More About Dr. Robert S. Hartman http://www.cleardirection.com/docs/articles/drhartman.asp
The Dimensions of Value
Dr. Hartman identified three dimensions of reality, which he called the Dimensions of Value. We value everything in one of these three ways or in a combination of these dimensions. The Dimensions of Value are Systemic, Extrinsic, and Intrinsic.
More About The Dimensions of Value
Formal Axiology – Another Victim in Religion’s War on Science (William J. Kelleher)
This essay will review a book entitled
The Essentials of Formal Axiology, by Rem B. Edwards.
Formal Axiology is R.S. Hartman’s foundation for the development of value science. In order to properly discuss Rem’s book we will first summarize Hartman’s understanding of Formal Axiology and his hopes for a science of values. What are “values”? “Values” are the ideas and feelings of people about such matters as likes/dislikes, right/wrong, good/bad, beautiful/ugly, and other preferences. Clearly, it is a fact that people have values. But a science which can raise our knowledge of values above that of ideas, feelings, and opinion has yet to be developed. Robert S. Hartman was a philosopher of science who believed he had found a way to place the study of values on a footing that is every bit as precise and above mere opinion as are physics, chemistry, and the other natural sciences. Indeed, he presented his “Formal Axiology” as the foundation upon which a “Second Scientific Revolution” would be launched.
This foundation consists primarily of three parts. These are his Value Axiom, the three dimensions of value, and his Value Calculus. While it may seem difficult to understand at first, due to its unfamiliarity, upon sufficient reflection, the reader will come to see that Hartman’s system truly can make researching and analyzing values as precise and illuminating of value reality as any natural science is about its subject matter. Just as the chemical formula for “water” is H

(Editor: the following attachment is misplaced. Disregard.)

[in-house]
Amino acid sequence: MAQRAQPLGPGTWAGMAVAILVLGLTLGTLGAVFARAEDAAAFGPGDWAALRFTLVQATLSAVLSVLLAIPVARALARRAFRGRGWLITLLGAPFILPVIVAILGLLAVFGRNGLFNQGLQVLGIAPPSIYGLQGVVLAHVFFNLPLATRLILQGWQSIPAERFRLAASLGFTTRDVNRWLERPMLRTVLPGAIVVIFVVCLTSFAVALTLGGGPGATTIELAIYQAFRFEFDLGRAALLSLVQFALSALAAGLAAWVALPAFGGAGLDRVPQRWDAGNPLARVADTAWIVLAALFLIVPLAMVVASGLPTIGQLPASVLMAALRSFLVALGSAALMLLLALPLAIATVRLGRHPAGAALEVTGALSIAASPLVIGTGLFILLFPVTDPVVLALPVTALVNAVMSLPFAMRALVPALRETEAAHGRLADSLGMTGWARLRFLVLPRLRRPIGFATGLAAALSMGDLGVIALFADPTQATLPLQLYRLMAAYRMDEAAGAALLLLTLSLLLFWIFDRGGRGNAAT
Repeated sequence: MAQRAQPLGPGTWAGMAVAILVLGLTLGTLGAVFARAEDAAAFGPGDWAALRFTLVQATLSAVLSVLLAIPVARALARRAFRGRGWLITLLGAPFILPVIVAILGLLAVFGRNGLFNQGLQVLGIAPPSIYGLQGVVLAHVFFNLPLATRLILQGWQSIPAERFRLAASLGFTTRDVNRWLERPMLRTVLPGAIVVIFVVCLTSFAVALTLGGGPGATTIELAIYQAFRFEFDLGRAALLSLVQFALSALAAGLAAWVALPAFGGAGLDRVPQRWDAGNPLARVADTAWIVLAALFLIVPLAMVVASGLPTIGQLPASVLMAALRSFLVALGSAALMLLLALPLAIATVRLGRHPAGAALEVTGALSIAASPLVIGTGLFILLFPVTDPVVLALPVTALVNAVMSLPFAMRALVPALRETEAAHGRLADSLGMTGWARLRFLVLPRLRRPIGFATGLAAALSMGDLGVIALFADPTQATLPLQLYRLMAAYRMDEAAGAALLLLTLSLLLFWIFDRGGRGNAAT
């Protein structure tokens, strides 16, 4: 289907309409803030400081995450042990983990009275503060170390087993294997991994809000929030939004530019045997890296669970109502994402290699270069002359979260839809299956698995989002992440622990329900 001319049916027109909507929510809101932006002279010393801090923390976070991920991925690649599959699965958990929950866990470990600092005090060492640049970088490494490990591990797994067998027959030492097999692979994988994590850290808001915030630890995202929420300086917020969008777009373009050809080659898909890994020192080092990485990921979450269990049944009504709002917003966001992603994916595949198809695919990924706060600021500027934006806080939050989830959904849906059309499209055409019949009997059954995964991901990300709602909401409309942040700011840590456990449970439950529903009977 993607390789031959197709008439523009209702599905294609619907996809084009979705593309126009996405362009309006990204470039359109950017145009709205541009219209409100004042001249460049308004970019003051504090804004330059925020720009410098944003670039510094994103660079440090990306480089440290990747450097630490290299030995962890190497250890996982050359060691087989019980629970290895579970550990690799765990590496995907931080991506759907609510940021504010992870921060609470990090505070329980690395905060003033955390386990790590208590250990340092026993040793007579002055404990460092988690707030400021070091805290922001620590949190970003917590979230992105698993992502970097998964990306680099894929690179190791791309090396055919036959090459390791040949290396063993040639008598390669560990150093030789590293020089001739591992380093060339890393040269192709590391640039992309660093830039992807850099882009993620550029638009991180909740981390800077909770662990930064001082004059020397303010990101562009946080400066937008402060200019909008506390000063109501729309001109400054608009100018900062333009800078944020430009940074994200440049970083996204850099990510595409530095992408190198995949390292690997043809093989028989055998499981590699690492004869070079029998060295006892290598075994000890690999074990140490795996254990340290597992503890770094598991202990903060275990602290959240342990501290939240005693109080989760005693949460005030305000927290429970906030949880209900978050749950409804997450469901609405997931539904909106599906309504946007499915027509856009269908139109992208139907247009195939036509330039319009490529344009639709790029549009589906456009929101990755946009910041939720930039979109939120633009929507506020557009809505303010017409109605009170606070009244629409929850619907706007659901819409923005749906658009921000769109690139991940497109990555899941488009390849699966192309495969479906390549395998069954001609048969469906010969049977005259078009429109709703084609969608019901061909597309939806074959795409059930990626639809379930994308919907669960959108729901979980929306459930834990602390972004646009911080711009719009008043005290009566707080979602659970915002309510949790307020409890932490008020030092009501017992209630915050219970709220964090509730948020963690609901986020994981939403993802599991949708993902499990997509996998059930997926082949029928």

O, so Formal Axiology has the capacity to make the structure of values and of valuing equally as precise. Let us consider the three elements of Formal Axiology before turning to Rem’s treatment of the subject.
The Three Elements of Formal Axiology
The first part of Formal Axiology is the Value Axiom, or the definition of “good. ”Hartman defines “good” as conceptual fulfillment. That is, a thing is a good such thing if it fulfills the definition of its concept, or classification. For example, suppose we define a “chair” as an object with a back, a seat, and four legs. Then we look around the room and find just such an object. By matching the thing with our conception of it, we know at once that it is a chair. Beyond the initial identification of the object, we can also formulate a judgment as to how good of a chair the thing is. We can add to our specifications for the goodness of a chair by requiring that it has padding, or can rock, or can be folded and stored away. One chair can be compared to others. Then, using our conception of a good chair, we can make assessment about which chairs are “better,” or “worse,” or “average,” and “best,” etc.